Thursday, August 09, 2018

Book-A-Day 2018 #221: The Unbeatable Squirrel Girl, Vol. 5: Like I'm the Only Squirrel in the World by Ryan North & Erica Henderson

The parade of odd would-be world-conquerors continues in this collection of Squirrel Girl's exploits -- I almost said "latest collection," but I'm still running almost two years behind, so it's not. She hasn't turned grimdark in the meantime, has she? That would be sad.

Anyway, in the five issues from late 2016 collected in (deep breath) The Unbeatable Squirrel Girl, Vol. 5: Like I'm the Only Squirrel in the World (exhale), our intrepid Squirrel Girl, Doreen Green, spends three issues battling a supervillain who breaks apart into smaller versions of himself when punched -- something which makes it very difficult for the heroes of the Marvel Universe to apply their usual problem-solving heuristic [1] to.

Doreen occasionally uses other solutions to problems -- oh, she can punch, too, she wouldn't last long in a Marvel comic if she couldn't -- so this becomes her problem to fix. Also, it's her comic, but that's pretty meta.

(By the way, this is volume five -- I've written about the first four here and here and here and here.)

And, yes, she does save the world: that's the point of a superhero comic. She does get some help from Ant-Man -- the ex-criminal one, not the movie one, or any of the three or four dozen others -- but more fun is Brain Drain, her friend/protege/sidekick/coincidentally also an ex-villain, who is a brain in a jar in a robot body and who is more nihilistic than anyone in a Marvel comic is generally allowed to be.

Well, that takes up three of the five issues collected here. What else? Doreen fights the Taskmaster -- whose power of "understanding how to do something perfectly by seeing it once" is always vastly overrated, since he doesn't actually get the superpowers to fly or shoot eyebeams or punch someone through the side of a building [2] -- in an issue entirely from the point of view of her cat.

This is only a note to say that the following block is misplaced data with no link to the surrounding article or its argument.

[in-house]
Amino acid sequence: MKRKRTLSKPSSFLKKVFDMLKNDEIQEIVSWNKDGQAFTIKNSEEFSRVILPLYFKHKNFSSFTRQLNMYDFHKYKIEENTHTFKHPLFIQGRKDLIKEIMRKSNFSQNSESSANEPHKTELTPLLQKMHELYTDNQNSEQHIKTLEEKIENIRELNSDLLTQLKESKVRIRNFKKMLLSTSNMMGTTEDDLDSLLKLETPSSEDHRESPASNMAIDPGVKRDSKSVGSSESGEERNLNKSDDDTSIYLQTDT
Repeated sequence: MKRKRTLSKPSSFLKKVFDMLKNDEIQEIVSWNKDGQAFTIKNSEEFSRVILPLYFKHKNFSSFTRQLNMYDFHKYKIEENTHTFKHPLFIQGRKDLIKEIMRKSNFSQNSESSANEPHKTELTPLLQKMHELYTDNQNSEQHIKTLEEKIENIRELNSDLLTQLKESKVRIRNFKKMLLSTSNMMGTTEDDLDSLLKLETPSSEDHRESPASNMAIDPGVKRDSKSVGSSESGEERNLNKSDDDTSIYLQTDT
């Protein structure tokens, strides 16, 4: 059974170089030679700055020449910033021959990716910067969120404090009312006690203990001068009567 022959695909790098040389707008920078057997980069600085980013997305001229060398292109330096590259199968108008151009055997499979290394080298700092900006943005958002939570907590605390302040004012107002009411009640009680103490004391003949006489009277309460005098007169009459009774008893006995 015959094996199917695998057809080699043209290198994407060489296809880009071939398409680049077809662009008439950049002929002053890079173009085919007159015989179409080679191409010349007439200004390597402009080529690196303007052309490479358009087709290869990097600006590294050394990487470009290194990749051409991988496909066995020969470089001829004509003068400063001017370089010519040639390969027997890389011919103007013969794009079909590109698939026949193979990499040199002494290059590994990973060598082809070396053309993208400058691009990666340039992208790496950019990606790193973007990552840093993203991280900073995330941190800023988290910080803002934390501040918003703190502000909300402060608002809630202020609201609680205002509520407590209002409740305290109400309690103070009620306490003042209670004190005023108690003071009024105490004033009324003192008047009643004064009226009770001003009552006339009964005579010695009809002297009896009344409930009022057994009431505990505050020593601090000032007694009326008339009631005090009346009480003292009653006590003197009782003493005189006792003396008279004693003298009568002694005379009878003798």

And then issue #16 is the amazing 25th anniversary celebration of Squirrel Girl. And, since it's a big anniversary, it's entirely taken up with a retelling of her origins...well, actually, her entire career, more or less.

It's all fun and amusing in the Stunning Squirrel-Girl Manner, but it's all the same kind of thing as previous Squirrel Girl stories by writer Ryan North and artist Erica Henderson. [3] It's still somewhere in that nebulous middle ground between "like a normal Marvel comic, only funny and not entirely serious" and "science and girl power for parents and their pre-teens," and it does manage to avoid any crossover events that might have been cluttering up its universe at the time.

It's just more of the same: that's what I'm saying. If you liked it before, you'll probably like the reprise. But, at some point, you might want to hear a different song. [4]

[1] Is opponent attacking? Then punch.
Is opponent resting? Then declaim.
Is opponent defeated? Then monologue about justice.

[2] Squirrel Girl defeats him because she has a tail, which he can't replicate, and that would be cool if we didn't see him on previous pages fighting Hulk (superstrong), Iron Man (flies, shoots force beams), Spider-Man (shoots webs), and Ms. Marvel (stretches), every single one of whom can do at least one thing Taskmaster cannot replicate. But none of them is the star of this comic, which is Doreen's real superpower.

[3] Thought I was going to forget to mention then, didn't you?

[4] HA! I may be overly optimistic here: eighty years of superhero comics, and the neckbeards are still obsessed with their one song.

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